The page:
Aries A. Arugay, PhD
Aries A. Arugay joined the Department of Political Science in 2004. He has conducted research on comparative democratization, electoral politics, civil-military relations, contentious politics, security sector reform, and international relations of the Asia-Pacific. He was a visiting fellow at the Institute of Security and International Studies (ISIS Thailand), Carter Center (Caracas, Venezuela), Centro de Estudios Superiores Universitarios-Universidad Mayor de San Simón (CESU-UMSS, Bolivia), Department of Government and International Relations- University of Sydney, the Jeju Peace Institute (South Korea), and the National Institute for Defense Studies-Japan Ministry of Defense. He is also Senior Editor of Asian Politics & Policy and Associate Editor of Voluntaristics Review and the Philippine Political Science Journal. He was selected as a Young Southeast Asian Fellow in 2015 by the US-based Southeast Asia Research Group and was awarded as the International Student of the Year in 2012 by Georgia State University. His analyses of Philippine politics and regional affairs have been featured in domestic and foreign media such as ABS-CBN, BBC, GMA, TV5, Al Jazeera, The Washington Post, ABC Australia, National Public Radio, Radio France Internationale, Libération, La Nación, Philippine Daily Inquirer, Philippine Star, Rappler, Reuters, South China Morning Post, and Straits Times among others. He obtained his PhD in Political Science from Georgia State University as a Fulbright Scholar and his MA and BA (cum laude) in Political Science from the University of the Philippines-Diliman.
- PhD (Political Science), Georgia State University, USA, 2014
- MA (Political Science), University of the Philippine, Diliman, 2004
- BA (Political Science), University of the Philippines, Diliman, 2000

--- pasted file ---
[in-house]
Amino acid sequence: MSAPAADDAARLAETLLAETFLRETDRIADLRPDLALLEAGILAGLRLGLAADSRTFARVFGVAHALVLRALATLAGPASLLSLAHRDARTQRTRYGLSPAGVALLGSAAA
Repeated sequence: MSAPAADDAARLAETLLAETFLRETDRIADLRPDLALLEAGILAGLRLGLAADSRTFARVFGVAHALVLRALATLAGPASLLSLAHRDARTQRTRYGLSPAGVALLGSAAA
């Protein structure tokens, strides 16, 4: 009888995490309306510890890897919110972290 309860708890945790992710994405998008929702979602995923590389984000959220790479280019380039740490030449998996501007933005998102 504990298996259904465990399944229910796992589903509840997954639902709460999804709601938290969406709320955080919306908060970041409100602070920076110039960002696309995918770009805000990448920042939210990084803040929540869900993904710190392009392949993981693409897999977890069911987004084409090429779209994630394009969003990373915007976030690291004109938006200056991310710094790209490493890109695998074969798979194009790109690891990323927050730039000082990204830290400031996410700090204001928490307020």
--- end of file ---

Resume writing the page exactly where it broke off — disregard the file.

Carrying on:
- Comparative Democratization
- Civil-Military Relations
- Contentious Politics
- Civil Society and Social Movements
- Foreign and Security Policy
- Security Sector Reform
- Social Science II: Social, Economic, and Political Thought
- Political Science 11: Introduction to Political Science
- Political Science 14: Philippine Government and Politics
- Political Science 130: Introduction to Comparative Politics
- Political Science 139: Politics of Change
- Political Science 180: Introduction to International Relations
- Political Science 199: Research Design in Political Science
- Political Science 271: Latin American Politics
- International Studies 290: Theories of International Relations
- “SSR 2.0 in the Philippines: The Legislature’s Role in Upgrading Security Sector Governance”, In Mario J. Aguja and Hans Born (ed.) Good Governance of the Security Sector in Southeast Asia: What Role for Parliament? Geneva: Geneva Centre for the Democratic Control of Armed Forces, pp. 55-65.
- (Co-authored with Robert J. Bresler, Svitlana Krasynska, Alexei Pikulik and David H. Smith) “Civil Liberties and Freedoms as Association Contexts”, In David H. Smith, Robert A. Stebbins and Jurgen Grotz, eds. The Palgrave Handbook of Volunteering, Civic Participation, and Nonprofit Associations. London: Palgrave Macmillan, 2016.
- (Co-authored with Aim Sinpeng) “The Middle Class and Democracy in Southeast Asia,” In William Case (ed.).The Routledge Handbook of Southeast Asian Democratization. London: Routledge, 2015, pp. 102-116.
- “Saviors or Spoilers? Explaining ‘Civil Society Coups’ among Democratizing Regimes.” Thammasat Review 16 (2013), pp. 161–80.
- “From State to Human Security: Implications for Security Sector Reform in the Philippines.” In Chantana Banparasichote, Philippe Doneys, Mike Hayes, and Chandan Sengupta (eds.), Mainstreaming Human Security: Asia Perspectives. Bangkok: Chulalongkorn University, 2012, pp. 30–44.
- “The Philippine Military: Still Politicized and Increasingly Autonomous.” In Marcus Mietzner (ed.), The Political Resurgence of the Military in Southeast Asia: Conflict and Leadership. London: Routledge, 2011, pp. 85–106.
- “Linking Security Sector Reform to Peacebuilding and Development in the Philippines: A Best Practice Case.” Journal of Peacebuilding and Development 4:2 (2008), pp. 100–5.